by Kim Newby for Insolroll
Many of you in the window treatment industry will have seen this viral video by Parents for Window Blind Safety and Red Castle Productions. If not, here it is so you can get up to speed:
This film is hard to watch. It’s heartbreaking. And yet, when you view it on YouTube, you will see many ignorant and even snarky comments by YouTube users. This is disturbing, and yet, not surprising. I work in the window treatment industry, and even there, a person can hear similar comments made by people involved in all aspects of the business. Why? I wish it were a simple answer, but it isn’t. A myriad of factors come into play, but maybe, just maybe, I can make a little dent here.
Argument 1: “You can’t keep every child safe from every hazard out there, including corded window blinds”
Let’s start with this favorite. Yes, there are many, many hazards out there that can bring harm to children, in our homes, in the yard, the playground or even at school. Some folks like to use this argument, suggesting that “we can’t make everything safe, so why even bother, and where will it stop”… and yet, as a society, we have continually enacted laws to add layers of safety to homes. We added child-proof safety caps to medicines and toiletries that could harm children. A whole industry has grown up around devices that lock our cabinets, doors and toilet lids, or soften the sharp corners of the family coffee table. Today’s homes have smoke detectors, carbon monoxide detectors, UL Listed and approved electrical components and devices, and all kinds of building codes in place to ensure that certain standards of safety are met. We might grumble from time to time about the restrictions and requirements such measure impose, but who would argue that they are in our best interest? And who would buy a house that had not met them?
I have two children. I chose that path, and when I embarked on it, my awareness of my environment changed forever. But whether you share that path or not, by choice or by fate, I ask, why would we not mitigate a danger we have control over? I may not be able to control every kind of hazard, but the ones I can control, I will.
Legislation, codes and mandates happen when the numbers dictate. If 2 people a year die from falling toasters, there probably isn’t going to be a law banning toasters. If 20 people a year die from falling toasters, you may start to see online video campaigns against toasters, and lawmakers calling for toaster reform. According to the US Consumer Products Safety Commission (see the citation in the film), 26 children per year strangle on window blind cords. A good number of them die, and others are left permanently brain damaged, without the ability to walk, talk, or perform other simple life functions. And it’s not just over a single year. This has been going on for a while, and hundreds of strangulations have occurred. Is that enough to enact a change?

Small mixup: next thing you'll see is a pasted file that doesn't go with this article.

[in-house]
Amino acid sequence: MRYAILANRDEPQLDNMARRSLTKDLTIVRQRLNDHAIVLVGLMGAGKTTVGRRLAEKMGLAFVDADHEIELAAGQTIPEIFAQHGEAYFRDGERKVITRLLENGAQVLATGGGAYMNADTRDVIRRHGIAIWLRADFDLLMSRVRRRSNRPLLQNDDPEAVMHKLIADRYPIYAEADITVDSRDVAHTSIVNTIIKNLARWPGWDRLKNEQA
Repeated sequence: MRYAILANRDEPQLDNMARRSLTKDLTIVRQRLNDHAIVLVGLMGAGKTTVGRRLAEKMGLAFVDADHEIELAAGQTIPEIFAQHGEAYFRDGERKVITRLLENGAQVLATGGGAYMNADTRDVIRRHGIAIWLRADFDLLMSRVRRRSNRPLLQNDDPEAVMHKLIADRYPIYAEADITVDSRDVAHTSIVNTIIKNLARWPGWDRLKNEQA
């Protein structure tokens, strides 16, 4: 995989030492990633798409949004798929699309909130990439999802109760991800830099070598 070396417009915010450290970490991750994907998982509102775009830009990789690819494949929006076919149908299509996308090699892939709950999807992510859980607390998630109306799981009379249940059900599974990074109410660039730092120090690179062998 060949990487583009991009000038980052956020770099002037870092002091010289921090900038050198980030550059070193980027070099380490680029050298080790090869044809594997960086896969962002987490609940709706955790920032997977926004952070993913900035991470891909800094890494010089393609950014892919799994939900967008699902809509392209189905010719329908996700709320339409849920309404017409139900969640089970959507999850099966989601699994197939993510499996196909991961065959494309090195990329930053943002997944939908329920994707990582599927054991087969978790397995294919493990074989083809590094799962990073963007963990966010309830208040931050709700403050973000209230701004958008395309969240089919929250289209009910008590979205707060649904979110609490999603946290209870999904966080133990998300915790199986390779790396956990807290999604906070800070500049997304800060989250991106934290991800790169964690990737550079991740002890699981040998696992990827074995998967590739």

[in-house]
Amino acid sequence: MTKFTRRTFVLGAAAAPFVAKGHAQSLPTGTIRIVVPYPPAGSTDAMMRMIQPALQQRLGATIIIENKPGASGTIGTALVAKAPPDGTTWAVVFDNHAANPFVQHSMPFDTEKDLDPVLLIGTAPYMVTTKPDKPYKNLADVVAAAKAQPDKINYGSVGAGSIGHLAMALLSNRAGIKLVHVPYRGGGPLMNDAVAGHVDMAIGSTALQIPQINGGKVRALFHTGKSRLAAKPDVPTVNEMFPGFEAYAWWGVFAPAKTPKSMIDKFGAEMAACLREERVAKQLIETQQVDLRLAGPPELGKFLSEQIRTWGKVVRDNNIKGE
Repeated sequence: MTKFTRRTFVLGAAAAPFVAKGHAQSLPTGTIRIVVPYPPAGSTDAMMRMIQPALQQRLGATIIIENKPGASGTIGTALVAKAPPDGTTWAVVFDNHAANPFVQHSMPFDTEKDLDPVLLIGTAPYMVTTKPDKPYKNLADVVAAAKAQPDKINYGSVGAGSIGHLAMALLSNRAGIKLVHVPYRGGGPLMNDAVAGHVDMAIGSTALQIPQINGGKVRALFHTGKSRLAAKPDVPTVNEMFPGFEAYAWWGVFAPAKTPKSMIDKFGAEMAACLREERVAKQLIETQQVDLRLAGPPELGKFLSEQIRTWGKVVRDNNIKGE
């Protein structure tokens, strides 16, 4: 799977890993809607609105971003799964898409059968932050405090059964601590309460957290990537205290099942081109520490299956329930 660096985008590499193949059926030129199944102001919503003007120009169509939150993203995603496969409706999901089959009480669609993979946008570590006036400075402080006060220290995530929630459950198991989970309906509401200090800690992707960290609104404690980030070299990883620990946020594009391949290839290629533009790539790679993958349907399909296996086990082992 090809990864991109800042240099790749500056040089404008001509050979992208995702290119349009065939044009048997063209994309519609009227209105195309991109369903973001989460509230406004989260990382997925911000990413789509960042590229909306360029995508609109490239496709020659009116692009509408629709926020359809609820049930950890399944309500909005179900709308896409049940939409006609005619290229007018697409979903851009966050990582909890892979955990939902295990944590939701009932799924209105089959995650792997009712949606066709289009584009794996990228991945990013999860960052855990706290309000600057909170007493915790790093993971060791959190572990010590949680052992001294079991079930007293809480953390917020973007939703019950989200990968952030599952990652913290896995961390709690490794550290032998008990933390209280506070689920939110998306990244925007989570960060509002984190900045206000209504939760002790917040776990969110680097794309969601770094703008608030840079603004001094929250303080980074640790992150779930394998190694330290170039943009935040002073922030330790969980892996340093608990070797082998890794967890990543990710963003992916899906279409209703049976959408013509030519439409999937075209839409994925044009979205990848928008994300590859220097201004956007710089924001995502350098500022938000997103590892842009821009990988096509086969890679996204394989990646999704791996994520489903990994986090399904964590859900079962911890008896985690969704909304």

Argument 2: “Parents need to do their jobs and keep an eye on their kids!”
I suppose if you have no children, or if you have them and have been lucky, it’s easy to point a finger like this. Like the film says, things happen “in an instant”. Things you never dreamed of, and who among us has never been distracted for an instant? Or attentive, but focused on the wrong thing at the wrong moment? Our society is built upon the knowledge gained by previous generations, and it allows us to move forward. The only reason a smart phone is possible today is the substantial foundation of scientific and technical knowledge built up over hundreds of years. It works the same way with child safety- over many generations, we have learned more about household hazards and how to lessen or eliminate them. And it’s not just parents and their children- it’s schools, hospitals, and all manner of public places where these things can happen.
Argument 3: “I never had cordless blinds, and I survived!”
Really? If this argument of “luck”, or “beating the odds” held water, we wouldn’t have established any of the safety measures I mentioned for argument 1, and we’d have a much smaller world population. And we probably wouldn’t have made the medical and technological advancements we have, because sharp, inquisitive kids tend to get into things despite their parents’ best efforts, and do things with household items you could never have predicted. I’m guessing those kids are more likely to have a mishap “in an instant” with the cords on a window treatment product.
What can really happen in a minute
When one YouTube user asked why brain damage and death can happen so quickly in a child, user Dobie Tanpaw gave a very informed answer:
Solutions instead of arguments
At Insolroll, we take child safety very seriously. We offer both cordless manual shades and UL Listed motorized shade systems that will eliminate strangulation hazards associated with corded window treatments. If you don’t want to invest in motorized shades, our Quiet Spring Roller shade is a smart alternative, with Insolroll quality and truly dreamy performance. So many things are out of our control when it comes to our kids’ safety; this is something you have control over; why not do it?